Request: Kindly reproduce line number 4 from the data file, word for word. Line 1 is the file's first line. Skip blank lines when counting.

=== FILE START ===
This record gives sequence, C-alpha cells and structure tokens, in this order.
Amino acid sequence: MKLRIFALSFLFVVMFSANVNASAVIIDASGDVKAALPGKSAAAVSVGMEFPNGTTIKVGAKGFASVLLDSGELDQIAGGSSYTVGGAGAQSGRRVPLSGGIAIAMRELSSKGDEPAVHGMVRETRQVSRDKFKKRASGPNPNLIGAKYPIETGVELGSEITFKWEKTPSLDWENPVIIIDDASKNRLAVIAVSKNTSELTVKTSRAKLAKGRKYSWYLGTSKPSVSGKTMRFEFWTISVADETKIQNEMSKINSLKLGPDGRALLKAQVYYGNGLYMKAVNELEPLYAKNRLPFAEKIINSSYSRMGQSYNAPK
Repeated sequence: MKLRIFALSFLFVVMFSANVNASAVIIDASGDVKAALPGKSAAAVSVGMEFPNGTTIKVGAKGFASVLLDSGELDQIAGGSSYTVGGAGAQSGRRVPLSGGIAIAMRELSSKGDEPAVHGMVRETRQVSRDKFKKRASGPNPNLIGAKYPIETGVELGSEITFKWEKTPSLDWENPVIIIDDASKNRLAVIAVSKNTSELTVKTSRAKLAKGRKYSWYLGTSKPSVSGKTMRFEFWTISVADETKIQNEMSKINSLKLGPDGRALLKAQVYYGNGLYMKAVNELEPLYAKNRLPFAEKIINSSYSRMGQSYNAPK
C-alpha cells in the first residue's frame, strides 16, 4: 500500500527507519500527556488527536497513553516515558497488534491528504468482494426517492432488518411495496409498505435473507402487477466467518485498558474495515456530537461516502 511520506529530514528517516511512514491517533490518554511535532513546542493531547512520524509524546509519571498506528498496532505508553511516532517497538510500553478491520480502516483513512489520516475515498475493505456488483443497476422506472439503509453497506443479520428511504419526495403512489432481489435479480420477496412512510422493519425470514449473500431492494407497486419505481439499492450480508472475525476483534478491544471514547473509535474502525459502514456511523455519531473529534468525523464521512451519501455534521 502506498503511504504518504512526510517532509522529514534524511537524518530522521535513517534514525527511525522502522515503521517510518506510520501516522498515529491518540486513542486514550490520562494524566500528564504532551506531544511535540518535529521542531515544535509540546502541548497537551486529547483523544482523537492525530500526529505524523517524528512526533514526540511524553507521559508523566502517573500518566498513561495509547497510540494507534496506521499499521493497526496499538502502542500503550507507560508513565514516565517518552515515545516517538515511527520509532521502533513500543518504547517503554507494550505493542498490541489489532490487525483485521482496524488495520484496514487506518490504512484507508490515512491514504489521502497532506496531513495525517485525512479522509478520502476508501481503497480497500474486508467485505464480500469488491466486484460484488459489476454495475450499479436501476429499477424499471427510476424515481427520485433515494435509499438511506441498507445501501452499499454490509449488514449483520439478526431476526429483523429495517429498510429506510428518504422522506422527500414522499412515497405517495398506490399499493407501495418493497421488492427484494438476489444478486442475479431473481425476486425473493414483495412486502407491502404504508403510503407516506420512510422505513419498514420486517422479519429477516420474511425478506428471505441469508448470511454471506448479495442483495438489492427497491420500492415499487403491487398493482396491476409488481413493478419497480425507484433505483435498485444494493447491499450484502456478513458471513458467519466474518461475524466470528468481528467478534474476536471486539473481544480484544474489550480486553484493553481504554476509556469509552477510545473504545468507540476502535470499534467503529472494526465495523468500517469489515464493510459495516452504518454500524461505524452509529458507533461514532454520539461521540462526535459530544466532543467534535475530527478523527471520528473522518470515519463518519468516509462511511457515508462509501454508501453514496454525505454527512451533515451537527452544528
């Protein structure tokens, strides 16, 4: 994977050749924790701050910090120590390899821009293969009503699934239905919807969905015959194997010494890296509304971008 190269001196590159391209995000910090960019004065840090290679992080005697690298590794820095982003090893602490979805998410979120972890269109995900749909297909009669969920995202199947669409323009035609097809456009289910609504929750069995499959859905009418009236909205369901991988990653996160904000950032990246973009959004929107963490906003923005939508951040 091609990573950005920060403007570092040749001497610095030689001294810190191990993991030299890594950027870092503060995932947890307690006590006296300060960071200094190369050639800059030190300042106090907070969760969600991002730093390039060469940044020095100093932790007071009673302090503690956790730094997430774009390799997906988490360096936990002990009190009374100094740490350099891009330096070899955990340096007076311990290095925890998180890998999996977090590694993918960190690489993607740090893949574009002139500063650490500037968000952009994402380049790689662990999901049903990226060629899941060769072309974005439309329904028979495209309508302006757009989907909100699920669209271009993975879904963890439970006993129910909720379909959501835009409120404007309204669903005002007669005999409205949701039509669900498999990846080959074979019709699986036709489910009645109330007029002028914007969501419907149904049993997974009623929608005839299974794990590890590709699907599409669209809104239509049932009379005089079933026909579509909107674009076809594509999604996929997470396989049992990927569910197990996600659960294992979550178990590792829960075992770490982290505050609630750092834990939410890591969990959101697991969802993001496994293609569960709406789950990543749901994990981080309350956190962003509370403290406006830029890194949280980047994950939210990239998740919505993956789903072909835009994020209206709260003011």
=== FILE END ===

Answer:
C-alpha cells in the first residue's frame, strides 16, 4: 500500500527507519500527556488527536497513553516515558497488534491528504468482494426517492432488518411495496409498505435473507402487477466467518485498558474495515456530537461516502 511520506529530514528517516511512514491517533490518554511535532513546542493531547512520524509524546509519571498506528498496532505508553511516532517497538510500553478491520480502516483513512489520516475515498475493505456488483443497476422506472439503509453497506443479520428511504419526495403512489432481489435479480420477496412512510422493519425470514449473500431492494407497486419505481439499492450480508472475525476483534478491544471514547473509535474502525459502514456511523455519531473529534468525523464521512451519501455534521 502506498503511504504518504512526510517532509522529514534524511537524518530522521535513517534514525527511525522502522515503521517510518506510520501516522498515529491518540486513542486514550490520562494524566500528564504532551506531544511535540518535529521542531515544535509540546502541548497537551486529547483523544482523537492525530500526529505524523517524528512526533514526540511524553507521559508523566502517573500518566498513561495509547497510540494507534496506521499499521493497526496499538502502542500503550507507560508513565514516565517518552515515545516517538515511527520509532521502533513500543518504547517503554507494550505493542498490541489489532490487525483485521482496524488495520484496514487506518490504512484507508490515512491514504489521502497532506496531513495525517485525512479522509478520502476508501481503497480497500474486508467485505464480500469488491466486484460484488459489476454495475450499479436501476429499477424499471427510476424515481427520485433515494435509499438511506441498507445501501452499499454490509449488514449483520439478526431476526429483523429495517429498510429506510428518504422522506422527500414522499412515497405517495398506490399499493407501495418493497421488492427484494438476489444478486442475479431473481425476486425473493414483495412486502407491502404504508403510503407516506420512510422505513419498514420486517422479519429477516420474511425478506428471505441469508448470511454471506448479495442483495438489492427497491420500492415499487403491487398493482396491476409488481413493478419497480425507484433505483435498485444494493447491499450484502456478513458471513458467519466474518461475524466470528468481528467478534474476536471486539473481544480484544474489550480486553484493553481504554476509556469509552477510545473504545468507540476502535470499534467503529472494526465495523468500517469489515464493510459495516452504518454500524461505524452509529458507533461514532454520539461521540462526535459530544466532543467534535475530527478523527471520528473522518470515519463518519468516509462511511457515508462509501454508501453514496454525505454527512451533515451537527452544528